|Full name||David Greene|
|Born||11 April 1986|
|Height||1.85 m (6 ft 1 in)|
|Weight||78 kg (172 lb)|
|Event(s)||400 m, 400 m hurdles|
|Achievements and titles|
David "Dai" Greene (born 11 April 1986) is a British hurdler who specialises in the 400 metres hurdles, competing internationally for both Wales and Great Britain. In a 'golden' sixteen-month period between 2010 and 2011, Greene won the World, European, Diamond League and Commonwealth titles in the event, in addition to winning the event as part of both the European Team Championships and the IAAF Continental Cup. He is the second fastest British man over the 400 m hurdles, behind the British record holder, Kriss Akabusi.
Born in Llanelli near Felinfoel, Greene showed an aptitude for sport while attending Pen-y-gaer primary school. Inspired to follow his hero Ryan Giggs, he began practising football skills with his left foot. When aged 13, while attending Coedcae School, he joined the youth team set-up at Swansea City, playing left wing, and once scored a penalty against a Barcelona youth side. Turning down a contract to turn professional as a footballer aged 16, he continued his studies while still playing youth football for Manchester City youth side . After contracting Osgood-Schlatter disease during a growth spurt, he decided to give up football in his late teens for athletics, and he still runs to this day for Swansea Harriers Athletics Club. Aged 17, Greene was diagnosed with epilepsy, and continues to manage the condition today by avoiding late nights and alcohol, the main diagnosed triggers of his seizures. Greene is an ambassador for the charity Young Epilepsy.
Junior and age-group
Moving to Cardiff to be coached by Benke Blomqvist, Greene had his first success on the junior athletics circuit in 2005. He won the silver medal at the 2005 European Athletics Junior Championships, finishing with a personal best time of 51.14 seconds. The following year he competed in his first senior tournament, the 2006 European Athletics Championships, but he failed to progress beyond the heats with a run of 50.66 seconds. His age-group success continued, however, as he won the gold medal at the 2007 European Athletics U23 Championships with a new best of 49.58 seconds. He beat Frenchman Fadil Bellaabouss by a narrow margin to mark an impressive return, following an ankle injury which had ruled him out for six weeks of the season.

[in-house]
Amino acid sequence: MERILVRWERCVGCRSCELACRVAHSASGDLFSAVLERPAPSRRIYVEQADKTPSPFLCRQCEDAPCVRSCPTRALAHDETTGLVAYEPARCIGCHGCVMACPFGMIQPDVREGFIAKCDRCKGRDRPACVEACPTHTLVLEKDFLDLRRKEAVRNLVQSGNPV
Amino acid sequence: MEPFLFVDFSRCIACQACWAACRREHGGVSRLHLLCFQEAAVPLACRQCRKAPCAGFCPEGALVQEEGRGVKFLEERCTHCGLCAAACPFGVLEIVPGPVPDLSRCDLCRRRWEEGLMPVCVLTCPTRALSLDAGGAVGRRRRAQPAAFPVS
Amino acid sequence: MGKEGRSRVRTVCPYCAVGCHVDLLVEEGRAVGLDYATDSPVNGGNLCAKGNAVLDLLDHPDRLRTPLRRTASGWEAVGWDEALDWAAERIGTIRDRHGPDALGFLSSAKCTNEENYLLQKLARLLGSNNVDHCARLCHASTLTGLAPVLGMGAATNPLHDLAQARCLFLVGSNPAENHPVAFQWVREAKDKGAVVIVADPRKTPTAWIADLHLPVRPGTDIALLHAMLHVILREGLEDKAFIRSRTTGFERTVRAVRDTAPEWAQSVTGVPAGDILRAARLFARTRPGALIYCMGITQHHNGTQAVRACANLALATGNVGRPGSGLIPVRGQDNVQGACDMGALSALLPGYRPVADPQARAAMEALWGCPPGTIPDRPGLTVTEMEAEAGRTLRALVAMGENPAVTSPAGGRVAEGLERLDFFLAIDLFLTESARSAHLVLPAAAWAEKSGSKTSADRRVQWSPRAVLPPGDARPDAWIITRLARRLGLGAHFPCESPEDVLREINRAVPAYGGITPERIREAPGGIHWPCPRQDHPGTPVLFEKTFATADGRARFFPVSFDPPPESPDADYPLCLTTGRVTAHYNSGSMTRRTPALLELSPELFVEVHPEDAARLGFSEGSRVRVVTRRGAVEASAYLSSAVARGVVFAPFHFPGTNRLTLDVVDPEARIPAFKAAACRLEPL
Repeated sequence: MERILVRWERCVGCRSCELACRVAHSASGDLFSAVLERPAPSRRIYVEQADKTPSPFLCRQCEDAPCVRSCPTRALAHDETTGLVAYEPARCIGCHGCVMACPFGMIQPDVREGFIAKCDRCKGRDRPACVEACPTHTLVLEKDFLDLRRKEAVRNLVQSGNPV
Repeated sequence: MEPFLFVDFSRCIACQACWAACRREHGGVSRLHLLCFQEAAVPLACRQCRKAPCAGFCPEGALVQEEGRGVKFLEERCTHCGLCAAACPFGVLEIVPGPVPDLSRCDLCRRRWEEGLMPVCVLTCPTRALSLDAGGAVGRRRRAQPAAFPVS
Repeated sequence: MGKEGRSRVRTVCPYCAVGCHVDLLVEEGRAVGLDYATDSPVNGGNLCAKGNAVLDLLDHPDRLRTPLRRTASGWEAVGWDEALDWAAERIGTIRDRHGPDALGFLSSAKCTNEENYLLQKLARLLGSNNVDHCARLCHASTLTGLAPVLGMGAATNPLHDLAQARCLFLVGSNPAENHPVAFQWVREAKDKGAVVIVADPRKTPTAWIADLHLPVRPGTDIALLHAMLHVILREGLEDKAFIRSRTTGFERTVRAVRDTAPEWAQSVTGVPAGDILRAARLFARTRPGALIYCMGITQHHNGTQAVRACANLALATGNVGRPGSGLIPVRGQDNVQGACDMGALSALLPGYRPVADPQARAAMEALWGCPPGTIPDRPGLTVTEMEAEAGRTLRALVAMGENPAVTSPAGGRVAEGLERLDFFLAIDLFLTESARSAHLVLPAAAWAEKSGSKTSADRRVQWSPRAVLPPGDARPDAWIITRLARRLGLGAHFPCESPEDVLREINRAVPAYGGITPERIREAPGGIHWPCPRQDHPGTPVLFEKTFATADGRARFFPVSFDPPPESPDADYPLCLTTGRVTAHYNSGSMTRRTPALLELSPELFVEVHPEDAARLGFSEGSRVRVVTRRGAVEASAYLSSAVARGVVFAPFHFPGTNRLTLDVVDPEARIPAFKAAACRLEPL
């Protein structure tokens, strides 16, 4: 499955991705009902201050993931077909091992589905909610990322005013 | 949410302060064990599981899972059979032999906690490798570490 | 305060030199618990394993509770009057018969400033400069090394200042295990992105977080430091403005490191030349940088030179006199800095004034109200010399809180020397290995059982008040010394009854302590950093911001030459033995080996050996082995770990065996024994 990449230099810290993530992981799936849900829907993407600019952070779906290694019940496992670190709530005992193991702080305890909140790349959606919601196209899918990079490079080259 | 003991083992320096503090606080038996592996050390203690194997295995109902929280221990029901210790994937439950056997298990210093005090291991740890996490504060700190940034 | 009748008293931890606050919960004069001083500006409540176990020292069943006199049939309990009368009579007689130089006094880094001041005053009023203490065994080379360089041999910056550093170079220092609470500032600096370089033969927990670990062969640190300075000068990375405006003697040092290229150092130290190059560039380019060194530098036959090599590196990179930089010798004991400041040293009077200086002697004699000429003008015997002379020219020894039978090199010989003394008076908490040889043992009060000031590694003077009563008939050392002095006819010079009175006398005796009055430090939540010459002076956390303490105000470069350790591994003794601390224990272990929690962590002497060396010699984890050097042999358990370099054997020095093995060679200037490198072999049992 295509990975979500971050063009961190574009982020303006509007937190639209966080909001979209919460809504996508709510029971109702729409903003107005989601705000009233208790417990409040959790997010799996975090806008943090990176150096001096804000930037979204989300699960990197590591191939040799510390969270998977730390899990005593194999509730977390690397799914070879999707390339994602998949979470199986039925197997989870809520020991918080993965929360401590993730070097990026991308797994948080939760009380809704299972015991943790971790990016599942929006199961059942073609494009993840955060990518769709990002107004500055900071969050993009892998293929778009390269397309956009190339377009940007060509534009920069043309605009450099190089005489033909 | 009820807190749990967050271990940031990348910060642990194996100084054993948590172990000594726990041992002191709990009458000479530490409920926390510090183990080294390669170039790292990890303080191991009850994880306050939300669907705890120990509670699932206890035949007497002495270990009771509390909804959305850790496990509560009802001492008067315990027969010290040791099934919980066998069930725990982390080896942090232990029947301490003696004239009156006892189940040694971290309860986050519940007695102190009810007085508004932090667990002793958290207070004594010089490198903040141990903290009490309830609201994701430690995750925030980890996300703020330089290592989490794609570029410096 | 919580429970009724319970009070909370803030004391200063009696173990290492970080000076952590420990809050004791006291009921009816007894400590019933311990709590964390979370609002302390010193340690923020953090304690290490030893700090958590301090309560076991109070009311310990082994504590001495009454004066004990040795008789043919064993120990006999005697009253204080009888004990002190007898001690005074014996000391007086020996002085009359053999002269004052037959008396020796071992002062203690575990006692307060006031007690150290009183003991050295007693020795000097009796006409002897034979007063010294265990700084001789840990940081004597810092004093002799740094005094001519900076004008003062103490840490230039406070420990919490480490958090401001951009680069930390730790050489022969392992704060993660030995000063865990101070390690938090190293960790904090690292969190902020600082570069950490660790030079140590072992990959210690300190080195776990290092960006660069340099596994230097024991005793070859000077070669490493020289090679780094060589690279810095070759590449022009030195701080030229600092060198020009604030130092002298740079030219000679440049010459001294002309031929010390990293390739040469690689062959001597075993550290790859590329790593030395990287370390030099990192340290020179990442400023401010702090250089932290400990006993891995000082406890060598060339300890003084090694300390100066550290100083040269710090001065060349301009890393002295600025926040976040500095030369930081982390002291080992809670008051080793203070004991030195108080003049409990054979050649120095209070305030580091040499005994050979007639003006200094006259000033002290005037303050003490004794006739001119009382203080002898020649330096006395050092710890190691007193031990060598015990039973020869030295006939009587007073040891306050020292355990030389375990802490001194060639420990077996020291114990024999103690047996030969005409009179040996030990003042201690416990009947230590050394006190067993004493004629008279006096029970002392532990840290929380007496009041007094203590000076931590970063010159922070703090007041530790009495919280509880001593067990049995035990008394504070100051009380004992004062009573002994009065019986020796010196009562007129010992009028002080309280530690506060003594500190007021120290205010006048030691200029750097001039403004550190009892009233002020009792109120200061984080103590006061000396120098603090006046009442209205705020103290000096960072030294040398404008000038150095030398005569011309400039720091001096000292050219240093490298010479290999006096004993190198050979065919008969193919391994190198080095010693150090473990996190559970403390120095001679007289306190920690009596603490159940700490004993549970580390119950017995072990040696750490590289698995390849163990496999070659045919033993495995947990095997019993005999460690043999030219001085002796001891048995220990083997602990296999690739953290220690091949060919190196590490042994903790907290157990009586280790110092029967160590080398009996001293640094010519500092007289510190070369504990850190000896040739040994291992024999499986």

After his coach Blomqvist decided to return to Sweden for family reasons, from 2009 Greene moved to the University of Bath, to allow him to train under coach Malcolm Arnold, supported by the Wells Sports Foundation. He was later joined by fellow Welsh 400m hurdler Rhys Williams, who became his training partner.
The 2009 outdoor season saw Greene making his first impact on the senior circuit. In June he set a meet record and a new personal best of 48.62 seconds to win the 400 m hurdles at the Josef Odlozil Memorial in Prague. This was a significant improvement from his 2008 best of 49.58 seconds and made him top of the European rankings for the first time. Competing for Team GB at the 2009 World Championships, Greene won his heat with a strong first round performance of 48.76 seconds. He followed this with a new personal best in the semi-finals, finishing in 48.27 seconds to take second place behind Bershawn Jackson. He finished 7th in the final of the men's 400 m hurdles, and received a silver medal for the 4 × 400 m relay, despite only running in the semi-final, being replaced in the final by Michael Bingham.
2010 and 2011: Senior success
On 31 July 2010, he won the Gold Medal in the 400m hurdles at the European Athletics Championships in Barcelona, with fellow Welshman Rhys Williams getting the silver. On 10 October 2010, Greene won the gold medal in the Commonwealth Games in Delhi.
In 2011 Greene was named an Ambassador for the Jaguar Academy of Sport.
2012 to present